Charles Dickens

We announced at the conclusion of that extraordinary and most remarkable Report, that when the Second Meeting of the Society should take place, we should be found again at our post, renewing our gigantic and spirited endeavours, and once more making the world ring with the accuracy, authenticity, immeasurable superiority, and intense remarkability of our account of its proceedings. In redemption of this pledge, we caused to be despatched per steam to Oldcastle (at which place this second meeting of the Society was held on the 20th instant), the same superhumanly-endowed gentleman who furnished the former report, and who,--gifted by nature with transcendent abilities, and furnished by us with a body of assistants scarcely inferior to himself,--has forwarded a series of letters, which, for faithfulness of description, power of language, fervour of thought, happiness of expression, and importance of subject-matter, have no equal in the epistolary literature of any age or country. We give this gentleman's correspondence entire, and in the order in which it reached our office.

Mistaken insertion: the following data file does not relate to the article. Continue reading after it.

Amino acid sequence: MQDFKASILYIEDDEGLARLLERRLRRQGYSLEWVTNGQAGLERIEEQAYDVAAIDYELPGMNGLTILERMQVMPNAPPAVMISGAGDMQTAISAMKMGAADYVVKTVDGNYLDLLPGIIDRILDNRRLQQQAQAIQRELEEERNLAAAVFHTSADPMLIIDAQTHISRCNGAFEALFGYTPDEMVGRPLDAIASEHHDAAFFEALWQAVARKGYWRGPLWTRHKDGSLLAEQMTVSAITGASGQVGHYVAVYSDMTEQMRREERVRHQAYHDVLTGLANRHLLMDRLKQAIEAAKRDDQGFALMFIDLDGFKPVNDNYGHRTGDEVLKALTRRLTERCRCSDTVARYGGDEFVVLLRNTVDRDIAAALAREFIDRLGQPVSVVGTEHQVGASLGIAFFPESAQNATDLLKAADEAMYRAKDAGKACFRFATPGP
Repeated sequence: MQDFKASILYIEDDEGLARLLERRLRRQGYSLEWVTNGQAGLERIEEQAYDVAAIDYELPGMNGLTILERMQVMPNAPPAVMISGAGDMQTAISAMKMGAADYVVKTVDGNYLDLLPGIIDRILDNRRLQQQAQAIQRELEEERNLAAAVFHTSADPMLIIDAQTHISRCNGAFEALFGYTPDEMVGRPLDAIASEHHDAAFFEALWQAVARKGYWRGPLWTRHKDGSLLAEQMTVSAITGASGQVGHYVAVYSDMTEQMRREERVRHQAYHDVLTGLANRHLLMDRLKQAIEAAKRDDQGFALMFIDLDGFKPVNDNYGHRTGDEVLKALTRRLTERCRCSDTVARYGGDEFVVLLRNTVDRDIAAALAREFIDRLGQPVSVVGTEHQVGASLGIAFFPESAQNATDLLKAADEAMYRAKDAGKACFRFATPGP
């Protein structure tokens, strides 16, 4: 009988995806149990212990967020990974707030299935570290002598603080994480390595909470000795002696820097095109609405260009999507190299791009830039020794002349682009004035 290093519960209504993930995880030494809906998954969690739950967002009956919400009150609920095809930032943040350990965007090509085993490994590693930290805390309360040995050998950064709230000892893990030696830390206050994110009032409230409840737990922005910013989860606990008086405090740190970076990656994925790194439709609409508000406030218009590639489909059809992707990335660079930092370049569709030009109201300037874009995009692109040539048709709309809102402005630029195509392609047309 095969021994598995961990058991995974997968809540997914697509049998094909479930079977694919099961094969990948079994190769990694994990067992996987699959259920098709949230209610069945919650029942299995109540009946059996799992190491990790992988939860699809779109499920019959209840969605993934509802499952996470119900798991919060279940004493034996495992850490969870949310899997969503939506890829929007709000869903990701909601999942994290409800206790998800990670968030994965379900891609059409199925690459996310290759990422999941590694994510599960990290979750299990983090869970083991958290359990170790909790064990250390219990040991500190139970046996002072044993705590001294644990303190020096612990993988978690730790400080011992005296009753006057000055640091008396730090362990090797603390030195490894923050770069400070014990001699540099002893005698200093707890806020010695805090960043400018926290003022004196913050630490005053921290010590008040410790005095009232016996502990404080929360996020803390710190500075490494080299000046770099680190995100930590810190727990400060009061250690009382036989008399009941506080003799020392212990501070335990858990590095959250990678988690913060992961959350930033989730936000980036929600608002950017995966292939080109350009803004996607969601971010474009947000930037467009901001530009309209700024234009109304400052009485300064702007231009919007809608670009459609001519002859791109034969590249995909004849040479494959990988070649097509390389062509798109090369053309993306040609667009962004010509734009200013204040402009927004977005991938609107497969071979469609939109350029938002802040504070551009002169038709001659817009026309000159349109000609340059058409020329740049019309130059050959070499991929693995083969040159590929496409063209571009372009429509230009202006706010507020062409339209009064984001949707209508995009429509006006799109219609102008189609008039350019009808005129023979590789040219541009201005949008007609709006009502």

'Saloon of Steamer, Thursday night, half-past eight.

'When I left New Burlington Street this evening in the hackney cabriolet, number four thousand two hundred and eighty-five, I experienced sensations as novel as they were oppressive. A sense of the importance of the task I had undertaken, a consciousness that I was leaving London, and, stranger still, going somewhere else, a feeling of loneliness and a sensation of jolting, quite bewildered my thoughts, and for a time rendered me even insensible to the presence of my carpet-bag and hat-box. I shall ever feel grateful to the driver of a Blackwall omnibus who, by thrusting the pole of his vehicle through the small door of the cabriolet, awakened me from a tumult of imaginings that are wholly indescribable. But of such materials is our imperfect nature composed!